|Title||The concentration gradient flow battery as electricity storage system : Technology potential and energy dissipation|
|Author(s)||Egmond, W.J. Van; Saakes, M.; Porada, S.; Meuwissen, T.; Buisman, C.J.N.; Hamelers, H.V.M.|
|Source||Journal of Power Sources 325 (2016). - ISSN 0378-7753 - p. 129 - 139.|
|Publication type||Refereed Article in a scientific journal|
|Keyword(s)||Aqueous based battery - Flow batteries - Ion-exchange membranes - Large scale electricity energy storage - Reverse electrodialysis - Salinity gradient energy|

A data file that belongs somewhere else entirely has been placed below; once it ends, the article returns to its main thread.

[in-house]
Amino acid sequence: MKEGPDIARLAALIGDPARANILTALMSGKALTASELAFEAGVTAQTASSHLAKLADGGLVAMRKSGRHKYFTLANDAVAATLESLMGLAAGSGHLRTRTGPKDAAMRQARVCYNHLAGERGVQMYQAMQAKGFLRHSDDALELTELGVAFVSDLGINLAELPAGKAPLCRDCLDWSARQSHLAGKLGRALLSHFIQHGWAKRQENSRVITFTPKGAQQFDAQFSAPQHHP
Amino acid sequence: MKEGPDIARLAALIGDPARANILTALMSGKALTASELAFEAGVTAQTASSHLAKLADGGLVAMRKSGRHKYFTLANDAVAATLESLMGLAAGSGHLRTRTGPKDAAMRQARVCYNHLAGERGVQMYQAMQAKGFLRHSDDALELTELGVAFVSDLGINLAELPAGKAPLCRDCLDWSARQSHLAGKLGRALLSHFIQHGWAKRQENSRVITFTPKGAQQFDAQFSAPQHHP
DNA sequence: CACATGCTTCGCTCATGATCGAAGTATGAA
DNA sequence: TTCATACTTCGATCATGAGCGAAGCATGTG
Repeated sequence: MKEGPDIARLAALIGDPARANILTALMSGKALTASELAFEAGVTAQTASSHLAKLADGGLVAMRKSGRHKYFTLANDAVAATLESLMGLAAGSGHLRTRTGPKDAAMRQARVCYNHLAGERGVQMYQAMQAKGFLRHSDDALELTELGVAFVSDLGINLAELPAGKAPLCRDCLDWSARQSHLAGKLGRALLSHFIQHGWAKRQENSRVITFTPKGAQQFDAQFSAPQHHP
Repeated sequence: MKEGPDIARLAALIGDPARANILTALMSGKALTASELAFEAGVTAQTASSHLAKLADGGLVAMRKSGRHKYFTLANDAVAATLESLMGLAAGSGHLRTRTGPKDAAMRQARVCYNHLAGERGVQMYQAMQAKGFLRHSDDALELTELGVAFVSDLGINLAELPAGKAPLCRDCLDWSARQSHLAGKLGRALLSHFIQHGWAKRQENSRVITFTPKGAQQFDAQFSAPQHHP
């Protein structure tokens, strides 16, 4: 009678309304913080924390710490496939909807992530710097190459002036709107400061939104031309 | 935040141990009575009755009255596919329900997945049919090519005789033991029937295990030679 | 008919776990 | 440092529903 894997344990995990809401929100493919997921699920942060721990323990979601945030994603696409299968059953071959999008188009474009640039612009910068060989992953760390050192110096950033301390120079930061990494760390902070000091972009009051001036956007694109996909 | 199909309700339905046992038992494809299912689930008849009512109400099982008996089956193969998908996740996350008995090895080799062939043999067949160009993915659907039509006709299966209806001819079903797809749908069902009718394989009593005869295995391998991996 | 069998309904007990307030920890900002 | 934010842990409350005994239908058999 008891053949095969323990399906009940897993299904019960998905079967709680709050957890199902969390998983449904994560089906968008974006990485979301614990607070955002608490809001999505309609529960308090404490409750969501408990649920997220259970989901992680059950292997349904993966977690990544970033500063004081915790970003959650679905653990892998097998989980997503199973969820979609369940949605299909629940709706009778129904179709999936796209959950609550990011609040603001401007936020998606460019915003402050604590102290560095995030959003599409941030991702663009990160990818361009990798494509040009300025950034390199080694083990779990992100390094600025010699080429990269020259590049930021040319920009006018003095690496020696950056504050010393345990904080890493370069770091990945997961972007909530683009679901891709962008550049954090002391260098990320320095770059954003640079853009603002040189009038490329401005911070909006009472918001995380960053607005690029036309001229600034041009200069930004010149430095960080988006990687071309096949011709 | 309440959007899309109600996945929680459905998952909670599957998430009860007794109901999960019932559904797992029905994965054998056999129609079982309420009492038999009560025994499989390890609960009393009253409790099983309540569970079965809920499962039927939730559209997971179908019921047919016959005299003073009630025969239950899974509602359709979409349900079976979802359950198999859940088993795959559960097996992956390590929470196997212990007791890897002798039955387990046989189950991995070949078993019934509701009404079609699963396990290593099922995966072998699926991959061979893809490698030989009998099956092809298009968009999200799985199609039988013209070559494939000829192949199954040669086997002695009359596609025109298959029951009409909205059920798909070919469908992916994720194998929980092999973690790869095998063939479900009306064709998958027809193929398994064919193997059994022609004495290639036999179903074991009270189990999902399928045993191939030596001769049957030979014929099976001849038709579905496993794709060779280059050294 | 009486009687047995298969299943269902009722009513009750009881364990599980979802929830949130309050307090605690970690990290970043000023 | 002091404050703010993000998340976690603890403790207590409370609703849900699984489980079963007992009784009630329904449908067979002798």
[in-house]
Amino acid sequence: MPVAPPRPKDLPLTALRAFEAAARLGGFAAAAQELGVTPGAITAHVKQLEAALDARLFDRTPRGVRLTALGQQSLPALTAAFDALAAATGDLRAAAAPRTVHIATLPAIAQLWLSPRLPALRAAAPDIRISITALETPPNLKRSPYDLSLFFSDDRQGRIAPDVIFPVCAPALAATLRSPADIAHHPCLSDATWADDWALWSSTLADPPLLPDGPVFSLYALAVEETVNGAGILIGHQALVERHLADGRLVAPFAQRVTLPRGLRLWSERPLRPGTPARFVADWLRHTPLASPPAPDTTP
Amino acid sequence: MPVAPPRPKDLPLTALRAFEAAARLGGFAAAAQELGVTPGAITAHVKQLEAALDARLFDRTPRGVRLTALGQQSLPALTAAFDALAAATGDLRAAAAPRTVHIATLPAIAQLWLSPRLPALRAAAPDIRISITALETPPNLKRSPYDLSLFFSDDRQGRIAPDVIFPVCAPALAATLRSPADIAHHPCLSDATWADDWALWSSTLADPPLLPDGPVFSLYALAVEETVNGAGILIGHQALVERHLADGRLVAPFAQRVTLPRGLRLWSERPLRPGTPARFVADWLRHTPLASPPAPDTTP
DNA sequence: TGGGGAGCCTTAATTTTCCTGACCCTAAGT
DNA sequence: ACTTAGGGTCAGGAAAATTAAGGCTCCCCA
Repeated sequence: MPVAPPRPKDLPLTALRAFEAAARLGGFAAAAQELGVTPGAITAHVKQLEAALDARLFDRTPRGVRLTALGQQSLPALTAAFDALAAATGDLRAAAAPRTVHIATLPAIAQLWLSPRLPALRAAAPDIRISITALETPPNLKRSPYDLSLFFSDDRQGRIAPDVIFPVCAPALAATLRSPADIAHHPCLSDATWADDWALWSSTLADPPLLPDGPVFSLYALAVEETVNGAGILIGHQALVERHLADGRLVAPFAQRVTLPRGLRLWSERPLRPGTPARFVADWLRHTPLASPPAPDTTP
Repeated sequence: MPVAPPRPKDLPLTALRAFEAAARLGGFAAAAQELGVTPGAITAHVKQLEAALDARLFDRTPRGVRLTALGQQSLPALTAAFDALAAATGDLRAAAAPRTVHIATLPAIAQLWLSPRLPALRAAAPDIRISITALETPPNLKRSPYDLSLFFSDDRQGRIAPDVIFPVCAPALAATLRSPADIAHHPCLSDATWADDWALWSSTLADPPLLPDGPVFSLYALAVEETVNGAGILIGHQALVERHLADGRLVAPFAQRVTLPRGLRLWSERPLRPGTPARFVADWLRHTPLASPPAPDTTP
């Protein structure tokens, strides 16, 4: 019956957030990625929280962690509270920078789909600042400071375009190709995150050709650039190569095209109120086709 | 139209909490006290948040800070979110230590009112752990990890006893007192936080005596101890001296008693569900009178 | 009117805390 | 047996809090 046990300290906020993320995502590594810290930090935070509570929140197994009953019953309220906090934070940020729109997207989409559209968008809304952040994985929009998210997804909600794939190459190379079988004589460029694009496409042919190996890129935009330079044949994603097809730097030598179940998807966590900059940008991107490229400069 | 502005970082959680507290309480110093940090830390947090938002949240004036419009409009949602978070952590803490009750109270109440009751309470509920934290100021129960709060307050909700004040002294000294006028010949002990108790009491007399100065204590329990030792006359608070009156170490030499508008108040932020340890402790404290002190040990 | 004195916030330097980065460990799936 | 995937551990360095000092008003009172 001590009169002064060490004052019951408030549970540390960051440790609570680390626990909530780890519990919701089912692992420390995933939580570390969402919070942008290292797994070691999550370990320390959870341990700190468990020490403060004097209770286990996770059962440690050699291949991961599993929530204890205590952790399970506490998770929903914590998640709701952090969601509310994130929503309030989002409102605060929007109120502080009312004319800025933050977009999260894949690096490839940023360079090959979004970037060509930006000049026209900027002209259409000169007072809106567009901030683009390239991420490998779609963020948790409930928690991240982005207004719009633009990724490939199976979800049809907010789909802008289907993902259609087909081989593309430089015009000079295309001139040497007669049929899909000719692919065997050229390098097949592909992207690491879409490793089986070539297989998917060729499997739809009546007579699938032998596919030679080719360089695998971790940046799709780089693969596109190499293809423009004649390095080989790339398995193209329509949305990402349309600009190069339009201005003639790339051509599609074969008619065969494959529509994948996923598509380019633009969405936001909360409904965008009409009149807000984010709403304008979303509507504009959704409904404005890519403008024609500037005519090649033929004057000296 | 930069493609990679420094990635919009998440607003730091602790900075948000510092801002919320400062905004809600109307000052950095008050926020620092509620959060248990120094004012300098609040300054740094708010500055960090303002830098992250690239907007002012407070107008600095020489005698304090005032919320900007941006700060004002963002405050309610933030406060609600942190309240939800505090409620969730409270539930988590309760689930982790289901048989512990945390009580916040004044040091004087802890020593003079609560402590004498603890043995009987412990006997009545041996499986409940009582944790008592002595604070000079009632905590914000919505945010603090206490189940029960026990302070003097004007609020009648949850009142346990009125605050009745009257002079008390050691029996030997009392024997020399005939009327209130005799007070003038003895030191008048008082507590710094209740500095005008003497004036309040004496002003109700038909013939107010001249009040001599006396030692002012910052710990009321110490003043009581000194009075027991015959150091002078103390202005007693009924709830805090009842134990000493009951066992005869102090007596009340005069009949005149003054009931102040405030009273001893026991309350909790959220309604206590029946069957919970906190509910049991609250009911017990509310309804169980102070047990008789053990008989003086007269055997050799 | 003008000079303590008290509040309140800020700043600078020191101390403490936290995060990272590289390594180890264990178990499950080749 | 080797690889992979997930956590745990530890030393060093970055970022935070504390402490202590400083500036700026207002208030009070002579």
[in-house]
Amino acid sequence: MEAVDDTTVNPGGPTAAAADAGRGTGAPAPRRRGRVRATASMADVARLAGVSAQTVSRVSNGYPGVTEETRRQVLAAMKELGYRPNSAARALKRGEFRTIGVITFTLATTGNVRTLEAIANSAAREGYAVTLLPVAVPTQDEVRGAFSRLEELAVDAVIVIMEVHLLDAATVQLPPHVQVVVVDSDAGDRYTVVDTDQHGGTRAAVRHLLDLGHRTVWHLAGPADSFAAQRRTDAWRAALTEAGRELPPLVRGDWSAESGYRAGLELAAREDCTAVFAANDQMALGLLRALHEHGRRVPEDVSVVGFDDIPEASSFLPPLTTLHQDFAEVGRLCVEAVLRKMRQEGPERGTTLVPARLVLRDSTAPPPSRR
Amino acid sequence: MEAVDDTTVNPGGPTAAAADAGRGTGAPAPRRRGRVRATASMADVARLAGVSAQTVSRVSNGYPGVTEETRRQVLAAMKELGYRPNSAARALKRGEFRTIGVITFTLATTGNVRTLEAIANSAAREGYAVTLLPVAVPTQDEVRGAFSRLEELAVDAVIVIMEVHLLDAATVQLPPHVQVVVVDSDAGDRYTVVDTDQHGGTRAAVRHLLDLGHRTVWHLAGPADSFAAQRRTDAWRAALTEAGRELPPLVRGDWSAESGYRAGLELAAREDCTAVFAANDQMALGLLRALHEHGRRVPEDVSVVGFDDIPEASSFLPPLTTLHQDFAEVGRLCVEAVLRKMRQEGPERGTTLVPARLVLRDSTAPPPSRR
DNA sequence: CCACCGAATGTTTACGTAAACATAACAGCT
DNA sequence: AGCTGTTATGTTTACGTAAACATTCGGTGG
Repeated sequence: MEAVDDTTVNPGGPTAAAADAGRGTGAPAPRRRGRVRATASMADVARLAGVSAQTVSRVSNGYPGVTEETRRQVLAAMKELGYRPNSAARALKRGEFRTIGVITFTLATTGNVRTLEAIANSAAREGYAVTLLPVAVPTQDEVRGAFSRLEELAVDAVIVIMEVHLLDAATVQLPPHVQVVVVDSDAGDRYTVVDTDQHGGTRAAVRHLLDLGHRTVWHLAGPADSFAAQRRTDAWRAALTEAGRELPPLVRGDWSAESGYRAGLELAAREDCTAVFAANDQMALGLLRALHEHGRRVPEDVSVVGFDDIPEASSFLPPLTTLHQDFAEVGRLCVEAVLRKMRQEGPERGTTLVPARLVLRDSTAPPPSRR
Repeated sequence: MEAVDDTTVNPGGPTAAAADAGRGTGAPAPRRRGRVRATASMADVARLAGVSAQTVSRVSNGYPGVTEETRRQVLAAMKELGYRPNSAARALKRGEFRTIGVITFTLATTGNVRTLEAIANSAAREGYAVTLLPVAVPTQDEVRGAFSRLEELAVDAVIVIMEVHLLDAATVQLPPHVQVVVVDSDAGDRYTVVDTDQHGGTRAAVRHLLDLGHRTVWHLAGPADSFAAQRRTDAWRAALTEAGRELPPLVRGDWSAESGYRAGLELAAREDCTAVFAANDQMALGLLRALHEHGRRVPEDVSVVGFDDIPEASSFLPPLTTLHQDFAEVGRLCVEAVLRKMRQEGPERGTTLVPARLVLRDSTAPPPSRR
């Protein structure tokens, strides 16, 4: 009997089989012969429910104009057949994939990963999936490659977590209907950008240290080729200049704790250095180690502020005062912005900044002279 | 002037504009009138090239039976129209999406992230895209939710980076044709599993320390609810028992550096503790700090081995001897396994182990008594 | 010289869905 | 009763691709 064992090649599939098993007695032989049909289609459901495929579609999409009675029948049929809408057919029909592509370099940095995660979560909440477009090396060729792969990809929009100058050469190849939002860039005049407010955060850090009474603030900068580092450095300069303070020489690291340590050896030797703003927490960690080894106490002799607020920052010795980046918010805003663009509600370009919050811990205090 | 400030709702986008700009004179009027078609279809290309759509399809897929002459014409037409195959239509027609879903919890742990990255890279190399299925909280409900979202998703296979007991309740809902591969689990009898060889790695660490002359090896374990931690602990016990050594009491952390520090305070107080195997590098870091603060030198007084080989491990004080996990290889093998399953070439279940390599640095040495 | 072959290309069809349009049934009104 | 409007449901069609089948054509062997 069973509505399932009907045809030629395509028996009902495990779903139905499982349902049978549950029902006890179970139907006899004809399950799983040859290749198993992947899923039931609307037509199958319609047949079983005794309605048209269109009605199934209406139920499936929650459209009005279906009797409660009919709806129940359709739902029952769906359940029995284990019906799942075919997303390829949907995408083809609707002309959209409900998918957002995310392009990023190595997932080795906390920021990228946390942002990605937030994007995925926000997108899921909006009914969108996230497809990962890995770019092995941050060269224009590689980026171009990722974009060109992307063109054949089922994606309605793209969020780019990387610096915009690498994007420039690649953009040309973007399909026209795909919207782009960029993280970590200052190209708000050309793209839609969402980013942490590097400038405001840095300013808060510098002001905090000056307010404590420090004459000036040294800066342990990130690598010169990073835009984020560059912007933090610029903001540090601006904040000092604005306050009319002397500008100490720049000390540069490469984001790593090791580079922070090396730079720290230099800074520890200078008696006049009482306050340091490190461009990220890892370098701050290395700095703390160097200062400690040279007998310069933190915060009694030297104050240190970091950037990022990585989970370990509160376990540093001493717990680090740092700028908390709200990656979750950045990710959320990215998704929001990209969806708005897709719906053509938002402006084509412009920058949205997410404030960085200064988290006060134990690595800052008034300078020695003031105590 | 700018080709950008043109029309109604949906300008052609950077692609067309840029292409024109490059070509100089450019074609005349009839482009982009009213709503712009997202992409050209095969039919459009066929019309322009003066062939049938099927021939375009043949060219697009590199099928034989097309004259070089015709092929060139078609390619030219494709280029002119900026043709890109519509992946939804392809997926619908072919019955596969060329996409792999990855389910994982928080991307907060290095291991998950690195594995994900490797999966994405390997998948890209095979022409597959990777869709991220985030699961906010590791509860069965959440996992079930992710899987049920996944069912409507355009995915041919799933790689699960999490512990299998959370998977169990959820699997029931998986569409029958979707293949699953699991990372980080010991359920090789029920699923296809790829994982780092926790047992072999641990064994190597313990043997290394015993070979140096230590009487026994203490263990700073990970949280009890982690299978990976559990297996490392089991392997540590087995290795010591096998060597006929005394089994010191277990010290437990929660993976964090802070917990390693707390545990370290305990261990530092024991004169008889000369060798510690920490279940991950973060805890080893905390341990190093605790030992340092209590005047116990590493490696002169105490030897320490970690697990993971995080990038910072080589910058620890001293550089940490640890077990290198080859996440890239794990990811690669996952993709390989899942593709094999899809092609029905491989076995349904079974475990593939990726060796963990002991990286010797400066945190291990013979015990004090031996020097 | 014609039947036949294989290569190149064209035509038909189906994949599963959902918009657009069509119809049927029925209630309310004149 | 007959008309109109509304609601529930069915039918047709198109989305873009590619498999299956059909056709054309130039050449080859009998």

Unlike traditional fossil fuel plants, the wind and the sun provide power only when the renewable resource is available. To accommodate large scale use of renewable energy sources for efficient power production and utilization, energy storage systems are necessary. Here, we introduce a scalable energy storage system which operates by performing cycles during which energy generated from renewable resource is first used to produce highly concentrated brine and diluate, followed up mixing these two solutions in order to generate power. In this work, we present theoretical results of the attainable energy density as function of salt type and concentration. A linearized Nernst-Planck model is used to describe water, salt and charge transport. We validate our model with experiments over wide range of sodium chloride concentrations (0.025-3 m) and current densities (-49 to +33 A m-2). We find that depending on current density, charge and discharge steps have significantly different thermodynamic efficiency. In addition, we show that at optimal current densities, mechanisms of energy dissipation change with salt concentration. We find the highest thermodynamic efficiency at low concentrate concentrations. When using salt concentrations above 1 m, water and co-ion transport contribute to high energy dissipation due to irreversible mixing.